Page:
European Civil Protection and Humanitarian Aid Operations

Service tools

Aid efficiency

/echo/file/aid-efficiency_enAid efficiency

While humanitarian needs are increasing all over the world, international humanitarian funding is not growing fast enough to keep up with rising demands. The way humanitarian aid is delivered must become more effective and efficient in order to tackle these new challenges.

This is why, during the World Humanitarian Summit in May 2016, the world's major donors and aid organisations signed the Grand Bargain – a deal aiming to improve the way we deliver humanitarian assistance.

The Grand Bargain covers topics that reflect long-standing demands in the humanitarian landscape and takes on board challenges faced by both donors and humanitarian organisations, including: gearing up cash programmes; harmonising reporting to reduce bureaucracy; carrying out better needs assessments; and increasing coordination with local actors.

Over the course of the past year, the 52 signatories to the Grand Bargain (including international humanitarian donors such as the European Commission, UN agencies, the Red Cross and Red Crescent Movement, non-governmental organisations, and local partners) have been working together on their shared commitments to deliver protection and assistance to people in need.
As a major global humanitarian donor, the European Commission is at the forefront of the discussion and implementation of the Grand Bargain commitments.

Key takeaways from the Grand Bargain goals:

1. Enhance engagement between humanitarian and development actors.

/echo/file/enhancing-engagement-between-humanitarian-and-development-actors_enEnhancing engagement between humanitarian and development actors

Humanitarian aid is crucial in the aftermath of an emergency and provides vital relief assistance ranging from water and sanitation to medicine, shelter and food. Development cooperation offers long-term solutions to structural problems affecting developing countries—such as: reducing poverty, ensuring sustainable socio-economic and environmental development, and promoting democracy and good governance. By working closer together, the two approaches can improve the living conditions of the world's most vulnerable people, increase their resilience and thus shrink humanitarian needs over the long term.

2. Increase the use and coordination of cash-based programming

/echo/file/increasing-use-and-coordination-cash-based-programming_enIncreasing the use and coordination of cash-based programming

In situations of emergencies, humanitarian assistance delivered through cash transfers offers an alternative to more traditional forms of aid. Not only does cash provide more flexibility to address beneficiaries' needs, it also reduces delivery costs and fuels the local economy. The signatories of the Grand Bargain commit to increase the use of cash.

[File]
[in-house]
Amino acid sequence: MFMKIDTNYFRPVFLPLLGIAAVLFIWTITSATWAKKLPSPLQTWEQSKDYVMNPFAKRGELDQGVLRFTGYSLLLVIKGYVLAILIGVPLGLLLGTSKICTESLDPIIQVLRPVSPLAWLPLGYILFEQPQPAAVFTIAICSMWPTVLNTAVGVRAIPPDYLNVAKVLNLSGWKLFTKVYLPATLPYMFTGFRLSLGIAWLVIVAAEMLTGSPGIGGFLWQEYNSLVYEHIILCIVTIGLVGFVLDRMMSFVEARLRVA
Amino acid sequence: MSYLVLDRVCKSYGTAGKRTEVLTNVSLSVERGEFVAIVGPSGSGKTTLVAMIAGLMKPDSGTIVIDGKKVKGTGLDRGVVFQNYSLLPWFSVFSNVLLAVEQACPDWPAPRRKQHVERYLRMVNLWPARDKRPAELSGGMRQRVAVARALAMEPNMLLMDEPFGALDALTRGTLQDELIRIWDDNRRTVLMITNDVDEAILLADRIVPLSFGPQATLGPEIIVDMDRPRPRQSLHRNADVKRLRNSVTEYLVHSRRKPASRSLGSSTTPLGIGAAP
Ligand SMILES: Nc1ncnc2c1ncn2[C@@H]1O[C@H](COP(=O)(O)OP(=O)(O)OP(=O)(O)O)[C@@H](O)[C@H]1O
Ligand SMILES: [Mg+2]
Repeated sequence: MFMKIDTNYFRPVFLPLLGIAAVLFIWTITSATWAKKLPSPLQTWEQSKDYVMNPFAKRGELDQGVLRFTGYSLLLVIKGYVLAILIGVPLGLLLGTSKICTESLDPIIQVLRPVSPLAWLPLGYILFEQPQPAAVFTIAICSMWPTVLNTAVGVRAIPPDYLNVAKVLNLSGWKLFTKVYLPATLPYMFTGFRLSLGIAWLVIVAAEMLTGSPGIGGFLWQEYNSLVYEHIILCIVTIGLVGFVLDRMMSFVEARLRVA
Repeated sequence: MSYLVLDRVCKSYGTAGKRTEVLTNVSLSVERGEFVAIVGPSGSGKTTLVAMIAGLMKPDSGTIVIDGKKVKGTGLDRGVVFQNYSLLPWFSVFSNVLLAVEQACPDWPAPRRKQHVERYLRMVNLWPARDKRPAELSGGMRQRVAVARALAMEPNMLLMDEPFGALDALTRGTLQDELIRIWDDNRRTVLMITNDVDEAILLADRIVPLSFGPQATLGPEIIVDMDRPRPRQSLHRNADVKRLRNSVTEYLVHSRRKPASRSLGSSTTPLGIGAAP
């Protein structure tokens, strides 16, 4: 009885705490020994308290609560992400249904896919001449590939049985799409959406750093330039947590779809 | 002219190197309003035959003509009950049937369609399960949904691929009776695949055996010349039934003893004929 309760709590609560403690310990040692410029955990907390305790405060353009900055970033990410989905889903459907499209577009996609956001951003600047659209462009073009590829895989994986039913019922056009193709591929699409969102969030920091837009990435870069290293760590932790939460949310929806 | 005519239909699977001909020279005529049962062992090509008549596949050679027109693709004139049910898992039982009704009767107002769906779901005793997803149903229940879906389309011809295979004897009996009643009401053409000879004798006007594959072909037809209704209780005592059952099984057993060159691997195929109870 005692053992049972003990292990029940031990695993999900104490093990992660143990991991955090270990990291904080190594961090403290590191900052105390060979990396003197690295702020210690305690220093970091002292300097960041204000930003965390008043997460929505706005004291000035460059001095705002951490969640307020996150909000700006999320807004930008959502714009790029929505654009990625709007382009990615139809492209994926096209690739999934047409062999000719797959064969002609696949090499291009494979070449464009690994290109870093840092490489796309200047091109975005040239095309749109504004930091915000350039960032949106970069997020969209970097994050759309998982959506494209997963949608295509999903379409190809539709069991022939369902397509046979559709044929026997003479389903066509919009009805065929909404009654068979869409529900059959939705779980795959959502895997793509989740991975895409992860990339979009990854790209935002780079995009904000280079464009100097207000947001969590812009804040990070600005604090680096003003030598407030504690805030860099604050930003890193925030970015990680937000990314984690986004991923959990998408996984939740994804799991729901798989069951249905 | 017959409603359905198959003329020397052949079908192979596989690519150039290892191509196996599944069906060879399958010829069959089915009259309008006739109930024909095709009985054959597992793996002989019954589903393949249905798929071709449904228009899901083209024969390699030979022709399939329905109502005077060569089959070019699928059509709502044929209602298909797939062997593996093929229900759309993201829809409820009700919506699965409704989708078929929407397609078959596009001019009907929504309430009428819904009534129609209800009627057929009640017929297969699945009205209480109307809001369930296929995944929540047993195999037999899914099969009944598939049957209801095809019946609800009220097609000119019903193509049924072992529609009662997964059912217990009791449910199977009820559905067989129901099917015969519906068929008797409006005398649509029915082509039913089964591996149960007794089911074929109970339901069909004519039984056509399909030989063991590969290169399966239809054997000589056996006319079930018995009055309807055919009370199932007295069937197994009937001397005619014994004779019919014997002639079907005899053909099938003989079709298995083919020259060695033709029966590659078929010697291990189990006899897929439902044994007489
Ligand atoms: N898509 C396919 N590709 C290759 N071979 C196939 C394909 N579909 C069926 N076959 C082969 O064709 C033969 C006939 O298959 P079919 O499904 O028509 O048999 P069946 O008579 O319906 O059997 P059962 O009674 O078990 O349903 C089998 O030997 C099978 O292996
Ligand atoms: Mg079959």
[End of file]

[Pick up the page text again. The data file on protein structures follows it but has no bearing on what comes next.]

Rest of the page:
3. More support and funding tools to local and national responders

/echo/file/more-resources-local-and-national-responders_enMore resources for local and national responders

Local and national NGOs are valuable partners in crisis-affected contexts: they are often the first to respond when a disaster strikes; they are a part of the local communities and they are more perceptive of the local cultural and political dynamics in which they operate.  The aim is to increase financial support to local partners to 25% of global humanitarian funding by 2020 – it currently stands at 2%.  Increasing financial support to local partners and developing their competencies for better preparedness, faster response and resilience-building will improve the way we deliver humanitarian aid.

4. Digitalisation and humanitarian response

/echo/file/using-technology-improve-humanitarian-response_enUsing technology to improve humanitarian response

Throughout the past decade, access to digital tools and services has increased worldwide, offering new opportunities for more efficient, transparent, and accountable humanitarian aid The European Commission already promotes the use of digital tools and solutions in humanitarian operations, for example through the Enhanced Response Capacity (ERC) funds. Digitalisation is also enabling a faster, more accurate collection and analysis of data, and its use in all aspects of the humanitarian operations. The exponential growth of social media and messaging apps is also changing how people prepare for, respond to, and recover from different types of crises.  

Targeted support through funding mechanisms like the ERC can progressively establish new - and lasting - instruments and practices to allow humanitarians to be more effective.

5. A participation revolution: include aid recipients in decision-making which affects their lives

In the face of crisis, feedback from affected people is crucial. Strong participation and inclusion of the beneficiaries in the decision-making process ensures that the humanitarian response is relevant, timely and effective.

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